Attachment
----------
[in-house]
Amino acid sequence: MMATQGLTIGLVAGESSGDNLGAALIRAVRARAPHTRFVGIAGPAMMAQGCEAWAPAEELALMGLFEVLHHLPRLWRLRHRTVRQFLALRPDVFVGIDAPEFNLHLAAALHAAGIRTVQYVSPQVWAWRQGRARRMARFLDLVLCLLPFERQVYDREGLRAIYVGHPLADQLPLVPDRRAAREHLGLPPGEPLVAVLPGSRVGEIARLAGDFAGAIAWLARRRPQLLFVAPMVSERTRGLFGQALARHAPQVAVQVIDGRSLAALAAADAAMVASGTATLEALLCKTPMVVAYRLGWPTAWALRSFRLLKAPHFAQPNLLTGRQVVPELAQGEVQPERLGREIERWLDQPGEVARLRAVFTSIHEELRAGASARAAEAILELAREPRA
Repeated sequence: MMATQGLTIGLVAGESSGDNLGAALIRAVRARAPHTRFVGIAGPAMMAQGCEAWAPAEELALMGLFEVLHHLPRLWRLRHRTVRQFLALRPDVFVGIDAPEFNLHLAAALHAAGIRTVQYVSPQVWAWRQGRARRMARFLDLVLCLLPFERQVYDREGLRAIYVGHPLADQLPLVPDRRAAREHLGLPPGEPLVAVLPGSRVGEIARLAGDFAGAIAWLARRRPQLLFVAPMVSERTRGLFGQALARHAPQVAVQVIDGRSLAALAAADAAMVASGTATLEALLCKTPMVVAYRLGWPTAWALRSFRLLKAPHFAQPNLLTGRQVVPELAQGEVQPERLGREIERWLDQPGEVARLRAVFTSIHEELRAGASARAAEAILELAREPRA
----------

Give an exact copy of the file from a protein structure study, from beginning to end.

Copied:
[in-house]
Amino acid sequence: MMATQGLTIGLVAGESSGDNLGAALIRAVRARAPHTRFVGIAGPAMMAQGCEAWAPAEELALMGLFEVLHHLPRLWRLRHRTVRQFLALRPDVFVGIDAPEFNLHLAAALHAAGIRTVQYVSPQVWAWRQGRARRMARFLDLVLCLLPFERQVYDREGLRAIYVGHPLADQLPLVPDRRAAREHLGLPPGEPLVAVLPGSRVGEIARLAGDFAGAIAWLARRRPQLLFVAPMVSERTRGLFGQALARHAPQVAVQVIDGRSLAALAAADAAMVASGTATLEALLCKTPMVVAYRLGWPTAWALRSFRLLKAPHFAQPNLLTGRQVVPELAQGEVQPERLGREIERWLDQPGEVARLRAVFTSIHEELRAGASARAAEAILELAREPRA
Repeated sequence: MMATQGLTIGLVAGESSGDNLGAALIRAVRARAPHTRFVGIAGPAMMAQGCEAWAPAEELALMGLFEVLHHLPRLWRLRHRTVRQFLALRPDVFVGIDAPEFNLHLAAALHAAGIRTVQYVSPQVWAWRQGRARRMARFLDLVLCLLPFERQVYDREGLRAIYVGHPLADQLPLVPDRRAAREHLGLPPGEPLVAVLPGSRVGEIARLAGDFAGAIAWLARRRPQLLFVAPMVSERTRGLFGQALARHAPQVAVQVIDGRSLAALAAADAAMVASGTATLEALLCKTPMVVAYRLGWPTAWALRSFRLLKAPHFAQPNLLTGRQVVPELAQGEVQPERLGREIERWLDQPGEVARLRAVFTSIHEELRAGASARAAEAILELAREPRA